The problem that many people have when they are looking at their weight is that there is a tendency to try and compare yourself with your friends. We always hear that certain people on television weigh only ‘x’ amount and, quite frankly, we feel rather inadequate at exceeding that amount. What we almost unanimously forget is that we must take our height into account when we are assessing whether or not we are overweight.
Look at it this way, if you are 6 ft tall and you are comparing your weight with somebody who is only 5 ft tall, then obviously you are going to be heavier. What we fail to grasp is that this does not make you overweight. You weigh more but then everything is a bit larger; all your organs, bones, muscles are larger because you are taller! Yet you are just as healthy as the other person.
It is essential, therefore, that we look at our body mass index as opposed to our raw weight in order to account for this height:weight ratio. By looking at our BMI, we are able to see how our body is shaping up; whether or not we are healthy in comparison to all of our peers, not just those who are of a similar height.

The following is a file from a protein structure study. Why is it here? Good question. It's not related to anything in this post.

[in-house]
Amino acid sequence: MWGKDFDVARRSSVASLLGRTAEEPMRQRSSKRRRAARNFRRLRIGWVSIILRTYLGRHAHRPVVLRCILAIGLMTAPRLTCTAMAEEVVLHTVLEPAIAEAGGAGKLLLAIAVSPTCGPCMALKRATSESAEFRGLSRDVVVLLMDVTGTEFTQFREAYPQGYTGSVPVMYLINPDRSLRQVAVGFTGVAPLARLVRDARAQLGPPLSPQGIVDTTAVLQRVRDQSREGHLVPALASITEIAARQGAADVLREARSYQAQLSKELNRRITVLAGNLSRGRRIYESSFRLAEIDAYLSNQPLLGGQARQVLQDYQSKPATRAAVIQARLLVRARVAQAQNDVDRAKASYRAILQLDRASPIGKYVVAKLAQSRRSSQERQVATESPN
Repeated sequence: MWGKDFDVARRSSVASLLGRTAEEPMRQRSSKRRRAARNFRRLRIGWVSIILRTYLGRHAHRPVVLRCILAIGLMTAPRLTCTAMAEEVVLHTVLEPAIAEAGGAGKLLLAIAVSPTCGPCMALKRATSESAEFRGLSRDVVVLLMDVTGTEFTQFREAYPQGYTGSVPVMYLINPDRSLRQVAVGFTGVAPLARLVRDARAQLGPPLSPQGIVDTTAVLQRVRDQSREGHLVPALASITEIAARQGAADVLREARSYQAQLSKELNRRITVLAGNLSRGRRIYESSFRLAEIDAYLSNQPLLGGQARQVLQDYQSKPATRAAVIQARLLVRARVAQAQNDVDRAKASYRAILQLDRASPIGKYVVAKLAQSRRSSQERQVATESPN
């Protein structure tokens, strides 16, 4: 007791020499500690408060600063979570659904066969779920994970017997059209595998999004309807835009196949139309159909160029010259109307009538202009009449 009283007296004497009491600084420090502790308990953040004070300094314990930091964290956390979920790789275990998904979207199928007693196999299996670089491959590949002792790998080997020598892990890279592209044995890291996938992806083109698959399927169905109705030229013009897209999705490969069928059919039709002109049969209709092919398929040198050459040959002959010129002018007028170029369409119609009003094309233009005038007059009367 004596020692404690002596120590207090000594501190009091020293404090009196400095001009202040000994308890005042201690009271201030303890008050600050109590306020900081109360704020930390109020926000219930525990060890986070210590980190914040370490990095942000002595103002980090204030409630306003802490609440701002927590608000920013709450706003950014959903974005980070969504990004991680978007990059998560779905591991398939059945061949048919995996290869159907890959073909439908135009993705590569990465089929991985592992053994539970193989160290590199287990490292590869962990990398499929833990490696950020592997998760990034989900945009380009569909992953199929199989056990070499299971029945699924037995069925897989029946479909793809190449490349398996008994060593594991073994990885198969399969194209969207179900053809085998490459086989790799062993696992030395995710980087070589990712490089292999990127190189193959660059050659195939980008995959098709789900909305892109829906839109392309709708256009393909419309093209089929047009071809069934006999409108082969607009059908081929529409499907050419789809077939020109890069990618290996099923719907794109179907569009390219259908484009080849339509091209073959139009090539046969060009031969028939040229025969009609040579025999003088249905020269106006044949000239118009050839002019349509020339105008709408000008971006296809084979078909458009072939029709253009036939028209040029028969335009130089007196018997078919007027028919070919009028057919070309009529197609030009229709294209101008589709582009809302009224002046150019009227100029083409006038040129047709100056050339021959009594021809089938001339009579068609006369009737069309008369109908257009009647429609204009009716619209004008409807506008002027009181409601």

The advantage to the BMI index is that both your height and weight are assessed in order to create a quantity that lets you see if you are in the healthy weight range for your height category. It is much better to convert your weight into a BMI reading because then you really do have something to compare with other people, as you will no longer feel that you are overweight because you are comparing yourself to someone smaller than you.
If you wish to calculate your BMI, you need to plug all of your height and weight details into the BMI index formula.
This is very straightforward; essentially, the formula works out to mean that you divide your weight in kilograms by the square of your height in metres.
With this BMI index formula you are able to create a quantity that will prevent you feeling as though you are overweight when, in fact, you are healthy.